Sunday, December 17, 2006
Monday, December 11, 2006
Sunday, December 10, 2006
Saturday, July 15, 2006
Wednesday, July 12, 2006
Thursday, July 06, 2006
Moffin the War Hero
Here's an entry from Moffin's best day ever on the boat:
As for my day last week, it was simply incredible. The CO and I launched off for the third event of the day for a CSG Defensive Counter Air mission on a 1.5 hour cycle. Essentially, we knew the Russians were waiting for us and we were out there to intercept and escort any unknown aircraft near the strike group.
My jet was loaded with two Sidewinders and one AMRAAM (sweet). We joined on the tanker overhead the ship, the CO got his gas and went to our holding station. The tanker broke and I went to the station without my mission gas. I would most likely be flying a max conserve profile ("On Ladder") on the jet for the entire flight. That's not too much fun, since it's pretty slow and boring.
Alas! As soon as I leave the tanker and check in with our ship controller, we get told to intercept two aircraft 60 miles away at 6000 feet. Awesome, now I can use all the speed the jet has and the ship will owe me the gas later! So, not joined up with the skipper, we prosecute two independent intercepts of the two contacts. The skipper's about 10 miles ahead of me, so he gets there first and joins on the second of two planes in a single file formation. As I near, I can see the skipper joined on the two aircraft, Russian IL-38 Mays.
"You gotta be kidding me! and Oh, crap!" goes through my head as I goon away a good intercept by zooming over the top 90 degrees out and do a 450 knot left, descending 270 to eventually join on the leader at 200 knots. Once I join up, I get out the camera and snap a couple of pictures, then snuggle up a little bit to see what's going on.
The plane is incredibly simple. It's grey and has no distinctive markings anywhere on the fuselage, except for the red star and a two digit tail number. It has some antennas sticking out and the unmistakable radar dome underneath the nose. Moving alongside to see the cockpit, I could clearly see a fellow in a fuselage window taking pictures and waving to me. The pilots up front were doing the same and various crew members would walk into the cockpit to check me out. I wave back. The leader starts to descend to 2000' and starts doing some turns, looking for "Mom." It doesn't take them long, as we point straight at the carrier and descend to 300'.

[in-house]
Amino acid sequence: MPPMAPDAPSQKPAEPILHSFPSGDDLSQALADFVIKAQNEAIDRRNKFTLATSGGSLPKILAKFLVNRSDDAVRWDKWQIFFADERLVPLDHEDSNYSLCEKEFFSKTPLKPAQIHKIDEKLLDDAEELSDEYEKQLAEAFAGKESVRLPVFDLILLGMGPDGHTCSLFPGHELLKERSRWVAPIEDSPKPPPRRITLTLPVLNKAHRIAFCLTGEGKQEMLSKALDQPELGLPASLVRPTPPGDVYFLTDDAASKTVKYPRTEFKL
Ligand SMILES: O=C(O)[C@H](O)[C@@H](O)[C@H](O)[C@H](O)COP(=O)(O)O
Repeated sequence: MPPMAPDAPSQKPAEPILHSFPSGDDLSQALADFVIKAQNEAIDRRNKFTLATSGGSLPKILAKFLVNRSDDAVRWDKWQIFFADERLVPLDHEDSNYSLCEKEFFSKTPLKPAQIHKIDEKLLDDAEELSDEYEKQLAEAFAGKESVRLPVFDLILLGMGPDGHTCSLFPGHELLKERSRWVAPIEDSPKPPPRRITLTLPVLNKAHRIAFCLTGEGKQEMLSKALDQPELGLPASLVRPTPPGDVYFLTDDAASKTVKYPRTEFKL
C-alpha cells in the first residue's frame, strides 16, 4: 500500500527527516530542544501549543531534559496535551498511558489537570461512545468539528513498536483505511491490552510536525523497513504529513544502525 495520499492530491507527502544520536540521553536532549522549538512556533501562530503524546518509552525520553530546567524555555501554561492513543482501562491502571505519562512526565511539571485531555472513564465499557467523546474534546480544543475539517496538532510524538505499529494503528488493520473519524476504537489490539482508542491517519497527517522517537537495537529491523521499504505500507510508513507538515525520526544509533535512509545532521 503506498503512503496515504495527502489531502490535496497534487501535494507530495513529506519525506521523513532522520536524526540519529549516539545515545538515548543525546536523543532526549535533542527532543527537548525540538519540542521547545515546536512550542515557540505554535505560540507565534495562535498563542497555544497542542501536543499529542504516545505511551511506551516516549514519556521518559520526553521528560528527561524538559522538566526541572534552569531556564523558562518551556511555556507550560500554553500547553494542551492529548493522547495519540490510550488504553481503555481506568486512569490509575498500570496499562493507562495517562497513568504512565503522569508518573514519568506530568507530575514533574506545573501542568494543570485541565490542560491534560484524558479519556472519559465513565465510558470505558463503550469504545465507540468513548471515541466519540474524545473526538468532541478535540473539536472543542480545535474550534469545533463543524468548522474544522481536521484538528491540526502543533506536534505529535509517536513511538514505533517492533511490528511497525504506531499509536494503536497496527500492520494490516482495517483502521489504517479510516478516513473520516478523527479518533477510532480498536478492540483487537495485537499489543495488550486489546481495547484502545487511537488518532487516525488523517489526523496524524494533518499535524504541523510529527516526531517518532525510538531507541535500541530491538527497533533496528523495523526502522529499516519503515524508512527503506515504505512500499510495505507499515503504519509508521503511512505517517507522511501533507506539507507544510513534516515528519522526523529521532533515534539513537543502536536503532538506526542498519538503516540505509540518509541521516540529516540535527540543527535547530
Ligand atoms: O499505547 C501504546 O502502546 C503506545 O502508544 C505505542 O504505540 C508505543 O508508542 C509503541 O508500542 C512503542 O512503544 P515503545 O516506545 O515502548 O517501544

Our mission now is to make sure that a U.S. aircraft is in any pictures that they take of the ship. That means I get to fly fairly close and block their view of the boat a little, so the Russians can't publish photos of them taking unescorted pictures of an aircraft carrier. First, we fly across the bow of a DDG, then make a slow circle to fly down the starboard side of the Kitty Hawk from stem to stern. Yeah!!
Our replacement shows up and we're directed to "Texaco", overhead the ship. Good, since I'm now 1500 pounds (or 20 minutes) behind my fuel ladder. Not good. If this tanker goes sour or there's something wrong with the jet and I can't get gas, then I can't make my recovery time at the ship. The deck will be spotted for the next launch, so that means I couldn't land early if I wanted to. There are planes in the landing area that have to launch off of the waist cats. Diverting into a Houston Intercontinental sized Japanese airport is going to be the only option if I can't get gas.
I keep my mouth shut to the skipper since he never asks me what my fuel state is. Hitting the tanker just a little bit nervous, I plug in as smooth as can be and suck down almost 3000 pounds. Off the tanker, I'm only a little bit above the fuel ladder now and probably would have to get gas a third time if we were directed to escort anyone else.
We, however, proceed to our station and wait for our relief to show up. When they do, we head to the ship, spin overhead once and commence for the overhead break. Coming around the corner behind the ship at 500 knots, the skipper snaps it off at the stern of the ship for the "Shit Hot Break" OK pass to the three wire. I come in 60 seconds later for an average FAIR pass to the three wire. I can't complain, I deserved it.
The most exhilarating flight in all of Naval Aviation that day; hands down. No one else that day got to do what the CO and I did. The Russians left after their first pass and our replacements didn't do much. It just doesn't get much better than that. Wait a minute. . . It's Friday. . . Pizza night!!! Tomorrow's Saturday. . . we pull into port!!!!!!!! Aaaaaaaaaaaaaaaaaaa HA HA HA HA HA HA HA!!!!!!!!!!!Moffin out.